A bathroom was installed in the Atrium. There it stood behind the glass, lit up and noisy. Water was flowing out from the sink and the toilet, surgent, intimidating, splashy. Was it a metaphor for the School’s run-down sewage system? Or a new way to keep students alert? Opinions divided, yet the table installed providently nearby said it was the art work “Awakening” by Meta Isaeus-Berlin.
I still remember my admissions interview for SSE BSc program. As I was naming the reasons I liked the school, art came up second or third. Being surrounded with the works of contemporary artists sounded appealing, if not luxurious. I didn’t expect overflowing bathrooms … I must admit, though: since then, I progressed in my understanding of art to the point I can actually enjoy truly thought provoking pieces. “Awakening” is one of such art works.
“Awakening” is not the name I’m using for the installation. I usually call it “Overflow”. An ethnography professor from Lund gave a whole lunch lecture dedicated to this art piece. Turns out, one can talk about overflow for an hour – no kidding! The lecture revolved mostly around the fact that we are overflowing with information, daily tasks, even money. Quite like that bathroom, erupting new and new portions of water every second, we get overwhelmed with the fast pace of our lives. The clarity of the metaphor is almost trivial, so I decided to take a second look, and a third one, and so until I find out the message that speaks to me.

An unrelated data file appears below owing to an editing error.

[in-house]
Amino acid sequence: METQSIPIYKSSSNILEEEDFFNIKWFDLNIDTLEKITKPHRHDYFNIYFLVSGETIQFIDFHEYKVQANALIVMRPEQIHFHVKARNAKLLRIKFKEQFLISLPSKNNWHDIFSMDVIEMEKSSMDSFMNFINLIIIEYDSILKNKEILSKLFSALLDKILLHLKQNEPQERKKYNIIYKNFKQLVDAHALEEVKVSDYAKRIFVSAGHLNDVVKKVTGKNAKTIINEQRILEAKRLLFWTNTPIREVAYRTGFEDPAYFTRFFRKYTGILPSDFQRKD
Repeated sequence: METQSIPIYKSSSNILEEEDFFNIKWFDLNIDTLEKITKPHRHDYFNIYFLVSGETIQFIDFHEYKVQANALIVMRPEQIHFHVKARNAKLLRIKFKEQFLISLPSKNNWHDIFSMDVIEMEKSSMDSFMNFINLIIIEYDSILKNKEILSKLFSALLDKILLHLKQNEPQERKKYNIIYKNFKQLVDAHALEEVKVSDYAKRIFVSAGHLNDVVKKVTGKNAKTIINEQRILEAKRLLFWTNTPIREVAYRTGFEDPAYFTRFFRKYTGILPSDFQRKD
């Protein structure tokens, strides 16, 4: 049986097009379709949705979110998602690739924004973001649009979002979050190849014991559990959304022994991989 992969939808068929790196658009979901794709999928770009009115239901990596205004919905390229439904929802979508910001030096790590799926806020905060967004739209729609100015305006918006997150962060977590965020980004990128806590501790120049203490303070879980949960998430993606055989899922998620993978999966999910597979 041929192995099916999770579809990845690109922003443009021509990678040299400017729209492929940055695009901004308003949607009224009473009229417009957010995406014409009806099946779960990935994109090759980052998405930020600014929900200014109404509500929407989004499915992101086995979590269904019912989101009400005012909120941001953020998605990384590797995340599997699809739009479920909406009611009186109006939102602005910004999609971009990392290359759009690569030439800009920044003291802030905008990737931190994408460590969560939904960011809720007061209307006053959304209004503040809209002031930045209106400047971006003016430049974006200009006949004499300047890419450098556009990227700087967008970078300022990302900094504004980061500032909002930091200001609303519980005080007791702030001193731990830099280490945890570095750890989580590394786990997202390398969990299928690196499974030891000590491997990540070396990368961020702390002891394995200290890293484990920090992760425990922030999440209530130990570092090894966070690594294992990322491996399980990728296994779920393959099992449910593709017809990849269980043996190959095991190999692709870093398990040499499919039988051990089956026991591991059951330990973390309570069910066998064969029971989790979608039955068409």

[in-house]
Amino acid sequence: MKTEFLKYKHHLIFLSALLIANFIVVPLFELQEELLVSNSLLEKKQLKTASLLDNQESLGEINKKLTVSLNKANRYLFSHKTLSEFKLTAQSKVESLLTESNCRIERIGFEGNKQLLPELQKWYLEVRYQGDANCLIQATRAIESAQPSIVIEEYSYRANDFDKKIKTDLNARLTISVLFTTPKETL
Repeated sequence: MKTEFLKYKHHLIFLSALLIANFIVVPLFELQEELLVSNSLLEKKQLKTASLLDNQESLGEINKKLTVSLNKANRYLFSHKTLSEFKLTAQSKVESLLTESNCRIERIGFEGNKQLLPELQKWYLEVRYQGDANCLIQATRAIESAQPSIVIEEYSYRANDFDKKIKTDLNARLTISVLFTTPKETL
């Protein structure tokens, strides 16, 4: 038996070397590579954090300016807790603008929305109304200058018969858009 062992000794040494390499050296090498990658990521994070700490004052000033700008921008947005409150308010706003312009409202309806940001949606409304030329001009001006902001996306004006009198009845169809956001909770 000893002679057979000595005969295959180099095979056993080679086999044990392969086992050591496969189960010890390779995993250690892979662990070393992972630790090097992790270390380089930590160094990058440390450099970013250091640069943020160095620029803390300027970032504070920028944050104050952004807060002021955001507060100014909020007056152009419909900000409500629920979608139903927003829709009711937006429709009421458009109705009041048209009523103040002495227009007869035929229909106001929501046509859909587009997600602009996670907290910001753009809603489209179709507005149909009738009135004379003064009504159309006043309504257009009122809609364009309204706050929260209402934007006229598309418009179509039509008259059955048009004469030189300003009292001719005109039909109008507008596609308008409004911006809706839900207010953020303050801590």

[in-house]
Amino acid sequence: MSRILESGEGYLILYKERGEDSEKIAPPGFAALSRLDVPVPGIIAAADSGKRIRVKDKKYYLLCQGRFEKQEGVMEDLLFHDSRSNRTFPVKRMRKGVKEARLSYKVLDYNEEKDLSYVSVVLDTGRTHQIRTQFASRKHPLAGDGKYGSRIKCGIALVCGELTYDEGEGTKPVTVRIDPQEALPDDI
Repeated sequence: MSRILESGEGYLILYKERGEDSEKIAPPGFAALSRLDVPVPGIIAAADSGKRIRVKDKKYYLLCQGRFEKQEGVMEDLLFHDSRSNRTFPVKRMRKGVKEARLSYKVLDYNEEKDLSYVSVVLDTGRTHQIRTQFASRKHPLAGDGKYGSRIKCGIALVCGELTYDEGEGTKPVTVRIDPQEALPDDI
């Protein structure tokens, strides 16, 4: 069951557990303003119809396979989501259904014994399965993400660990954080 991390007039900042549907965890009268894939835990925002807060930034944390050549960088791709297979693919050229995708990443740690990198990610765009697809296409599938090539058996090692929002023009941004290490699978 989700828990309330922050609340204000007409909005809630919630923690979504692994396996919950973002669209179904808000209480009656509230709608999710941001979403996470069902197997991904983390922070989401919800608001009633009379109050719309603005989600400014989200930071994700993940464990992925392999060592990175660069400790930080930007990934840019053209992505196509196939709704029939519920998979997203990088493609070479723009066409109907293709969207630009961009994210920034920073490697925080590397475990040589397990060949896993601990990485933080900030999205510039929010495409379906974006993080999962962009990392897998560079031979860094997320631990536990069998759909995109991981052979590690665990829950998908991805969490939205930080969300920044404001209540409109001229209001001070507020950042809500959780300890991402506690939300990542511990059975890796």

Last semester, I went to an Art Talk by Rober Stasinski, who proposed a new (at least to me) way of looking at art: to see it as a problem you haven’t seen before. Such a problem requires a solution that addresses the core of the problem, not scratches on the surface. In most cases, we don’t even try to solve that problem, and walk away with an illusion of solution. To get to the actual solution, though, it takes more reflection than just staring at the art piece for 20 seconds. Our lazy brains, however, usually do just that: find the easiest analogy and walk away.
“Overflow” installation is rather pleasant from the distance. If I close my eyes sitting in the atrium, I can imagine myself by the mountain river, with a waterfall nearby. Or maybe on a Roman holiday, enjoying the fountain splashing in the middle of the piazza. However, as I come closer, the sound gets intimidating, and the view starts reminding an emergency. It makes me think of my never-ending flow of deadlines, duties, goals… The rush for better grades, careers, relationships – isn’t that what life is made of? The rush gets so intense sometimes, you fear getting overflown by it. That’s when it helps to take a step out of the glassy box, and look at it from the distance. Shut down the roaring monster, and let the fountain speak…